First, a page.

Decorating Lessons I Learned from My Mom
The home you grow up in influences not only your homekeeping habits, but your sense of style. It’s the “mother tongue” of home decor, the factor that surrounds you, gets into, and comes out of you. Here are four things I learned from my dear mother which influence my own surroundings to this day.
Do the best you can with what you have. When my mother returned to the United States with two young children after seven years abroad, she was basically starting over. All our furniture consisted of gracious hand-me-downs from relatives and friends — including a hideous-on-its own pea green satin couch and armchair. But my mother made it work. She toned them down with dark wood furniture and bright white lace curtains that let the light spill in and that were echoed in delicate lace doilies that proudly displayed cheerful African violets. Rather than putting up with furniture nobody else wanted, my mother embraced what she had and lovingly created a delightful space for her family.
Surround yourself with things you love. If you walk into my mother’s home, you’ll know that she loves plants, books, and semiprecious stones. From the towering umbrella plant that’s got to be a couple decades old to the polished marbles of amethyst, sandstone, tiger’s eye and many more, everything decorative in my mom’s place is meaningful and beautiful to her —and her guests are privy to it. I’m sure this contributes greatly to the warmth and intimacy of her home. You feel not just welcomed but embraced. To this day, impersonal decor in my own home makes me uncomfortable.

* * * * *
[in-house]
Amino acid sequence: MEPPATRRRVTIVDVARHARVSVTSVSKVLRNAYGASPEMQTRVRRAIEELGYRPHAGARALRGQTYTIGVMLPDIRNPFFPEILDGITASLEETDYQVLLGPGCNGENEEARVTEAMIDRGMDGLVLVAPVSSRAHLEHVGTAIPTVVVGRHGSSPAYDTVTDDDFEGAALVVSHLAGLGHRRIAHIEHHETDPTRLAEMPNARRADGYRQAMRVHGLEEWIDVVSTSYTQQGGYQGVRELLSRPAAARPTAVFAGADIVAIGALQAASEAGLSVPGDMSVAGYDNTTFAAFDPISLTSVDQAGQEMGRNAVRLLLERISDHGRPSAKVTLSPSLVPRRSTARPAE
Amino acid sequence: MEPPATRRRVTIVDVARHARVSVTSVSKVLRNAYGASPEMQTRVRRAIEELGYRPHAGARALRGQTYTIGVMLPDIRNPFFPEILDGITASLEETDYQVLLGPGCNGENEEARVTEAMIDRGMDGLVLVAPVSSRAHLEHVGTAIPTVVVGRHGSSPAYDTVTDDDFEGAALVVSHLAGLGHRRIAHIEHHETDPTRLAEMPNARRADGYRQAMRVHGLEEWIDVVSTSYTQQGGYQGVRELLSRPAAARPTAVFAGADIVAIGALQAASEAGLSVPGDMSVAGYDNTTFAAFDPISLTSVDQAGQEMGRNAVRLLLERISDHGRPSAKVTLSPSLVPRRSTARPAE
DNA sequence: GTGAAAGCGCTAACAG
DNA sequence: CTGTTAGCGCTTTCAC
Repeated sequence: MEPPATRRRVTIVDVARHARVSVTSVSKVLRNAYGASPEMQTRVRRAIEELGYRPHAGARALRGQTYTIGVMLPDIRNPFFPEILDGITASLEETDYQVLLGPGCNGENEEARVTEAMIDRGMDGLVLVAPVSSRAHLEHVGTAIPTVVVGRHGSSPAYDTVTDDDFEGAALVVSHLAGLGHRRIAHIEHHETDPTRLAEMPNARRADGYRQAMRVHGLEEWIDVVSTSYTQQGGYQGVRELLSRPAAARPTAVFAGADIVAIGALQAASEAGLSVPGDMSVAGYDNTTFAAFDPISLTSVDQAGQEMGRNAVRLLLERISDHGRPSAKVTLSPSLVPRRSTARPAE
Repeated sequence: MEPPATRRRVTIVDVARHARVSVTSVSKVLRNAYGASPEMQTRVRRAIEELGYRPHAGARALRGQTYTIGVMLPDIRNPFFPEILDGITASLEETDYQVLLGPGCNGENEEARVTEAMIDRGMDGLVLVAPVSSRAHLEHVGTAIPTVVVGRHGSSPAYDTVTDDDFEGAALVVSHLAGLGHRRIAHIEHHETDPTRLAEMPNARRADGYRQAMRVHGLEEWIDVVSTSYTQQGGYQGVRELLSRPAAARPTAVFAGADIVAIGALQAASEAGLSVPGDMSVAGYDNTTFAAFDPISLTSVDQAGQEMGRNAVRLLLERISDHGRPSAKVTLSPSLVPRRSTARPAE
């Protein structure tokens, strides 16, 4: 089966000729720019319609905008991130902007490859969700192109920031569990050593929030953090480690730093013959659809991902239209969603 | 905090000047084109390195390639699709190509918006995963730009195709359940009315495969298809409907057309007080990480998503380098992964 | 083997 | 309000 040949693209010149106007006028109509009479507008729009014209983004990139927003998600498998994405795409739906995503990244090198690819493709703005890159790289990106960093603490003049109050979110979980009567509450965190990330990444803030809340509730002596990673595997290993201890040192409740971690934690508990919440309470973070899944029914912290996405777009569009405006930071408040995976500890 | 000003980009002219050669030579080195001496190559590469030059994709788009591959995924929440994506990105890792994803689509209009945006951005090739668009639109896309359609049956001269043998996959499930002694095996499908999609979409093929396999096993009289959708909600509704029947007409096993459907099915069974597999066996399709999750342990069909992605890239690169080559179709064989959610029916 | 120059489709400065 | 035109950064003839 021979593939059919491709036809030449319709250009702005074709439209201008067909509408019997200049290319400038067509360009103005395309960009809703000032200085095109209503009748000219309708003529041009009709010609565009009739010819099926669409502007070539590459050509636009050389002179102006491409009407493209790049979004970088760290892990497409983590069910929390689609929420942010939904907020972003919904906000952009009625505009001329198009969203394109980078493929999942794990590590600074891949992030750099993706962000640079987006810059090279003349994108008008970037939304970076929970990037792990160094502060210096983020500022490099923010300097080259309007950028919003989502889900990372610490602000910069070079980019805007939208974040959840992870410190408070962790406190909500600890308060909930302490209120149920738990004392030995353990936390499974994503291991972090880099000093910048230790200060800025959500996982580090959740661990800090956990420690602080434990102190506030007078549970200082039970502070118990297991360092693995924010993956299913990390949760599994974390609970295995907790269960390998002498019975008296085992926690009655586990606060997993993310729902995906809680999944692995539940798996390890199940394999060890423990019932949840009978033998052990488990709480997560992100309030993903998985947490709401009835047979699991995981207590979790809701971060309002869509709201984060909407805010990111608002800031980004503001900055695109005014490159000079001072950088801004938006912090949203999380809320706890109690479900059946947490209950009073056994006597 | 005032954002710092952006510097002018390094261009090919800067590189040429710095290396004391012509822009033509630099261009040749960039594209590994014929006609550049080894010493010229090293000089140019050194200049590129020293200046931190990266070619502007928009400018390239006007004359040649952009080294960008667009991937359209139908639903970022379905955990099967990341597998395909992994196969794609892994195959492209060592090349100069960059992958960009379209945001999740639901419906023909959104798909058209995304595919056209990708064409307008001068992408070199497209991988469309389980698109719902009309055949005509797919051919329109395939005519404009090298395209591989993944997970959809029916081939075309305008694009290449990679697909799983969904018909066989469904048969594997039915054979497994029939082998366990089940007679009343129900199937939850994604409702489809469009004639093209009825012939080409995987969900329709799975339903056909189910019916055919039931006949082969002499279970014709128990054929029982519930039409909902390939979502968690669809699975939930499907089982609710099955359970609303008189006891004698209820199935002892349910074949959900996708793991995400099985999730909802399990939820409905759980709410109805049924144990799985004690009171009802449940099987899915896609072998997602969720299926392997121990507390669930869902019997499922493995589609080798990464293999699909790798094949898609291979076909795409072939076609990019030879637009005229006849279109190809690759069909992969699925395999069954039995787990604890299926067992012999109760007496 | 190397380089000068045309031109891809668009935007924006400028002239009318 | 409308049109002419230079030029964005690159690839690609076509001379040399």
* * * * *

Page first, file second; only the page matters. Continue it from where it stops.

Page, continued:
My mother also uses this principle in decorating with useful things. For instance, family heirloom copper bundt pans are on display in the kitchen, as are the mugs we, her daughters, have gotten her over the years. Combining usefulness with beauty, a la William Morris, is one way my mother has always saved space in her small home.
A clean home is always uplifting. One time when I was growing up, my best friend’s teenage brother came over with his family and said as he walked in to my mother’s living room, “Wow, everything’s so white.” Now, nothing in my mom’s living room is white, except for the curtains. But his comment clearly left a lasting impression on me, and I realized: the absolutely pristine condition my mother keeps everything in makes a powerful overall impression, one that supersedes even actual objects in the home.
Let the light in. If decorating a home is a matter of creating an overall feel in a space, then light is my mother’s favorite tool. First thing every morning — blinds and curtains (and windows, weather permitting) open, every single one. I do the same thing to this day and have everywhere I’ve ever lived. I feel claustrophobic and down if I don’t. If not actually symbolic, it’s nevertheless a ritual and an attitude, a letting in of the day, of freshness and light and new air to the most intimate of life’s backdrops, home.